May 19, 2024

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Interview with John Allee: The musical world changes plenty all the time, and that’s the reality: Video

Jazz interview with jazz vocalist John Allee. An interview by email in writing. – When you improvise, you know where you’re going. It’s a matter of taking certain paths and certain directions?

John Allee: – When I scat, I allow myself to be completely spontaneous, with no pre-conceived notions of what to sing. I want to surprise and delight myself from an intuitive place of pure expression.

JBN: – How to prevent disparate influences from coloring what you’re doing?

JA: – I hope that I never prevent my influences from coloring what I’m doing. My artistry is built upon my influences. If I’ve been touched by another artist, that’s a feeling I want to tap into. I suppose it’s like walking on stepping-stones in a creek to get to the other side. At first, you’re tentative and deliberate, taking care not to slip into the water. After crossing many times, you instinctively know where to put your toes and hop across with ease, hardly thinking about the steps it takes to get there. Maybe that’s when you find your own sound.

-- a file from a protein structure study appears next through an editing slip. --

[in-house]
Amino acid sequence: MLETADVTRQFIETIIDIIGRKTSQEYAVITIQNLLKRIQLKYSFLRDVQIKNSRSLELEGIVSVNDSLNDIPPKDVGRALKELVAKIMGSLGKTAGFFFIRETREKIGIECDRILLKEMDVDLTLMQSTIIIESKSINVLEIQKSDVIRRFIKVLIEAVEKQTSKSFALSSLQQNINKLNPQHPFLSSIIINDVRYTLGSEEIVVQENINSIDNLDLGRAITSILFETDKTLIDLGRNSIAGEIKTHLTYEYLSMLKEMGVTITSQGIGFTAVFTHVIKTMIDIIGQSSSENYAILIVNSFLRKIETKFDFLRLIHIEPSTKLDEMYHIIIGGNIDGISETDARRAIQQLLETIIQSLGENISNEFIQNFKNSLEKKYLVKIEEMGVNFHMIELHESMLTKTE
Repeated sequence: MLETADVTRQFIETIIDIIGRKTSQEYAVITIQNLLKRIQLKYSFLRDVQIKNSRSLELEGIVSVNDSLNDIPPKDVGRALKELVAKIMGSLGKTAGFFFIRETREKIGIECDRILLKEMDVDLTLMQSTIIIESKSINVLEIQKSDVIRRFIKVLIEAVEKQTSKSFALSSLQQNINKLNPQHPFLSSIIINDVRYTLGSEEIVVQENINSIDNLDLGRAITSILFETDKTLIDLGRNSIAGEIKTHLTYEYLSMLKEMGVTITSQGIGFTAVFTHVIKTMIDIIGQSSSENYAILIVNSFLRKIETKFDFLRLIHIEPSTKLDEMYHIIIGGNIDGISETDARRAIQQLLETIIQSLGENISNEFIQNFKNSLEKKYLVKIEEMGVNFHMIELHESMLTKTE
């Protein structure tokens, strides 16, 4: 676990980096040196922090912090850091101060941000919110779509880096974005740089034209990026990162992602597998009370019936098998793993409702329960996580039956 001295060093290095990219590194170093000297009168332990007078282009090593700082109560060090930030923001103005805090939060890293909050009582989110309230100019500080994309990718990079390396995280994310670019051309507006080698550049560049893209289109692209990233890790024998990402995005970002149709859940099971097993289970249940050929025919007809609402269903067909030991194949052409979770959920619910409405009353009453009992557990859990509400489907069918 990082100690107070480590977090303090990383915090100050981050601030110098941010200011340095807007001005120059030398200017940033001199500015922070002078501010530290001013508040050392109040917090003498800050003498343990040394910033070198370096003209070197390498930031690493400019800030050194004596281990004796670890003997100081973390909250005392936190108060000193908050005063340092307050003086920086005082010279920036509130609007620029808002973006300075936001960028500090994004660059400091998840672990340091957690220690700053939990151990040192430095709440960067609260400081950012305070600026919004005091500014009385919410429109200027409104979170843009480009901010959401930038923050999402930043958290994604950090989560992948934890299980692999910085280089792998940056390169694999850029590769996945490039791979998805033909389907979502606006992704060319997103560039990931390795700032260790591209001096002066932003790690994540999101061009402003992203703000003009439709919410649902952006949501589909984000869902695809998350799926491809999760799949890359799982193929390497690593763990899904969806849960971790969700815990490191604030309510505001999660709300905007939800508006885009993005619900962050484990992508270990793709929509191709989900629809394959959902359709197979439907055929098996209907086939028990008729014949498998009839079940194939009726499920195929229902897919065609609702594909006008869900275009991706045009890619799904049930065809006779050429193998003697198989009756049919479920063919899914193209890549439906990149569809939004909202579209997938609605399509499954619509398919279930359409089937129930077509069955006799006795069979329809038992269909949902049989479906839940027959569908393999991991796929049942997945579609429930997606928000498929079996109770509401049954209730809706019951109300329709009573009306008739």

JBN: – What’s the balance in music between intellect and soul?

JA: – Well, let me address this by including the use of lyrics in music, since that’s what I do. When I composed the songs, I began with lyrics that had been known for hundreds of years, some of which can be tricky to interpret, partly due to antiquated English, but also because of a poetic form that requires a certain amount of willingness to let one’s imagination and intellect be engaged on a deeper level. So, the process of analyzing and interpreting the words is an intellectual one. After that, things get more complicated. Does the lyric take me on a journey, or does it start me off on one? Now we’re entering into the world of feeling, as well as intellect. Do the words sing? Am I intuiting a melodic structure? Does it feel groovy? Once I add the harmonies, from here it’s mostly about feeling, which is an expression of the soul. So ideally when everything is going right, they are in perfect balance – intellect and soul – and perhaps they take turns leading each other.

JBN: – There’s a two-way relationship between audience and artist; you’re okay with giving the people what they want?

JA: – I make music that sounds and feels good to me. And I have very high standards. I figure if I’ve come close to getting the sound I set out to make, then chances are that others will want to listen. But you can’t be all things to all people. And when you’re making jazz music, you’re already dealing with a niche audience, so you’d better give yourself what you want first. That said, I am a natural people pleaser, so that part gets folded in unconsciously.

JBN: – Please any memories from gigs, jams, open acts and studio sessions which you’d like to share with us?